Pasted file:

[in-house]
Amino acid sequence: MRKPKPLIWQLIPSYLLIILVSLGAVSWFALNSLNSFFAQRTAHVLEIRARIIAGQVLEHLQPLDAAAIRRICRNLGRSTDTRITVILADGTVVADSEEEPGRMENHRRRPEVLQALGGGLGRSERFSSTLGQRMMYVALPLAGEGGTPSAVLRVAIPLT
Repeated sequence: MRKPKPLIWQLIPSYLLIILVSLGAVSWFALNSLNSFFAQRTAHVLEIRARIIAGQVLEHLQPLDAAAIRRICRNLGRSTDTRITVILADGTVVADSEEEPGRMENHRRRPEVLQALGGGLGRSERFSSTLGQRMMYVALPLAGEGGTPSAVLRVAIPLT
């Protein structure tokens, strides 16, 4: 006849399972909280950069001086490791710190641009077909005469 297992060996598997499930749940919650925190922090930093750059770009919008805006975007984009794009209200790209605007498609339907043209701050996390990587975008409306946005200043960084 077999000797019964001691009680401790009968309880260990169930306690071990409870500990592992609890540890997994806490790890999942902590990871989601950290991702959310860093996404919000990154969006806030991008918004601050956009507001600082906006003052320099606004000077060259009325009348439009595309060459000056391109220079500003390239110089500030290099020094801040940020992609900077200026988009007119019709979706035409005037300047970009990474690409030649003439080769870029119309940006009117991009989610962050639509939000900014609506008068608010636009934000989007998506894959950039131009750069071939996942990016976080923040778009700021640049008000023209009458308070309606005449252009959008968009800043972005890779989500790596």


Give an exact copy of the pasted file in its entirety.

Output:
[in-house]
Amino acid sequence: MRKPKPLIWQLIPSYLLIILVSLGAVSWFALNSLNSFFAQRTAHVLEIRARIIAGQVLEHLQPLDAAAIRRICRNLGRSTDTRITVILADGTVVADSEEEPGRMENHRRRPEVLQALGGGLGRSERFSSTLGQRMMYVALPLAGEGGTPSAVLRVAIPLT
Repeated sequence: MRKPKPLIWQLIPSYLLIILVSLGAVSWFALNSLNSFFAQRTAHVLEIRARIIAGQVLEHLQPLDAAAIRRICRNLGRSTDTRITVILADGTVVADSEEEPGRMENHRRRPEVLQALGGGLGRSERFSSTLGQRMMYVALPLAGEGGTPSAVLRVAIPLT
């Protein structure tokens, strides 16, 4: 006849399972909280950069001086490791710190641009077909005469 297992060996598997499930749940919650925190922090930093750059770009919008805006975007984009794009209200790209605007498609339907043209701050996390990587975008409306946005200043960084 077999000797019964001691009680401790009968309880260990169930306690071990409870500990592992609890540890997994806490790890999942902590990871989601950290991702959310860093996404919000990154969006806030991008918004601050956009507001600082906006003052320099606004000077060259009325009348439009595309060459000056391109220079500003390239110089500030290099020094801040940020992609900077200026988009007119019709979706035409005037300047970009990474690409030649003439080769870029119309940006009117991009989610962050639509939000900014609506008068608010636009934000989007998506894959950039131009750069071939996942990016976080923040778009700021640049008000023209009458308070309606005449252009959008968009800043972005890779989500790596």